The Canadian Federation of Independent Business says Newfoundland and Labrador is falling behind other provinces in reducing red tape.
The federation released its annual Red Tape Report Card on Tuesday, dropping the province from a B last year to a C-plus this year. Vaughn Hammond, the Newfoundland and Labrador director of provincial affairs for the federation, said the lower grade is more about what the provincial government hasn’t done in the past year than what it has.
“Fundamentally it’s about what they’ve done in terms of accountability, what the regulatory burden is for small businesses,” said Hammond. “What we’ve noted is that Newfoundland and Labrador, especially in recent years, hasn’t really made that much progress in terms of what’s necessary to ensure that whatever progress or momentum has been gained through efforts from 2005 to 2010, we (have) kept that.”
The government needs better measurement and public reporting of its red tape, and to enshrine that accountability in legislation, said Hammond, as Saskatchewan and British Columbia have done.
The measurement can include several bureaucratic figures, said Hammond. “It could be qualitative or quantitative,” he said. “It could be the number of regulations that are in place. It could be the amount of time that it takes for someone to get an answer from government. It could be anything that’s related to the number of inspections that a business has to go through, any of those kinds of things.”
Service NL Minister Dan Crummell defended the government’s record on reducing red tape. He said it has been a priority for the government for nearly a decade.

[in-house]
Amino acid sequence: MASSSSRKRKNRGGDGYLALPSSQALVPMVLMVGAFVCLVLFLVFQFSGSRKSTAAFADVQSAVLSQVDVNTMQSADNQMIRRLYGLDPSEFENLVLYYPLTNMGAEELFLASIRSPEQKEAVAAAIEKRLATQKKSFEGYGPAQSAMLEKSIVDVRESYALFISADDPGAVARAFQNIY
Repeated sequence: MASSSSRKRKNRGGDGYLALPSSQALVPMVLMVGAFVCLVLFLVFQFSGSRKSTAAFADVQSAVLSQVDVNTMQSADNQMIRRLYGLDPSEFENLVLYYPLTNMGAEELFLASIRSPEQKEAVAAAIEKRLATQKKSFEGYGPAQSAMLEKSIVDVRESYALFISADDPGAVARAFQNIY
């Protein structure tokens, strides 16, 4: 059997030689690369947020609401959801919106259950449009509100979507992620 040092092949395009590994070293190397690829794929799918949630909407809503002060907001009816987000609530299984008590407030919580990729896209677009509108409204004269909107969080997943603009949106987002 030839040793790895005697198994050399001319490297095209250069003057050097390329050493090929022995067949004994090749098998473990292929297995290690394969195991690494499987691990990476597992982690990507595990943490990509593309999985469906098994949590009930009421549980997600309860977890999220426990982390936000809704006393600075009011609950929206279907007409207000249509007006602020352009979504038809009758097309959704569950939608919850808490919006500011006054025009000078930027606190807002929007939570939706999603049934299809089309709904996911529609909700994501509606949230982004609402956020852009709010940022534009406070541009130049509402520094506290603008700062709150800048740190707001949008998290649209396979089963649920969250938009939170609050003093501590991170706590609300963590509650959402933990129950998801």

“We’re very confident we’re taking the right steps,” he said, adding that the federation’s call for new legislation on red tape reduction would add to the bureaucracy instead of reducing it. “We’re all for reducing regulation and legislating regulatory reform, but we think we’d be adding to our regulations, not reducing. We’re not really there with regards to that.”
Saskatchewan and B.C. are the only provinces that have such legislation, said Crummell, adding the provincial government has had zero net growth in regulation since 2006, and has removed about 80,000 regulatory requirements.
“We’ve been achieving exactly what we set out to do,” he said. “So our regulatory reform initiative has had tangible improvements for business and citizens, and we stand by that.”
The government has also recently put in an accountability framework for regulatory reform, said Crummell. “That ensures government departments not only recognize the importance of regulatory reform, but it gives them the tools to modernize regulations and to report progress.”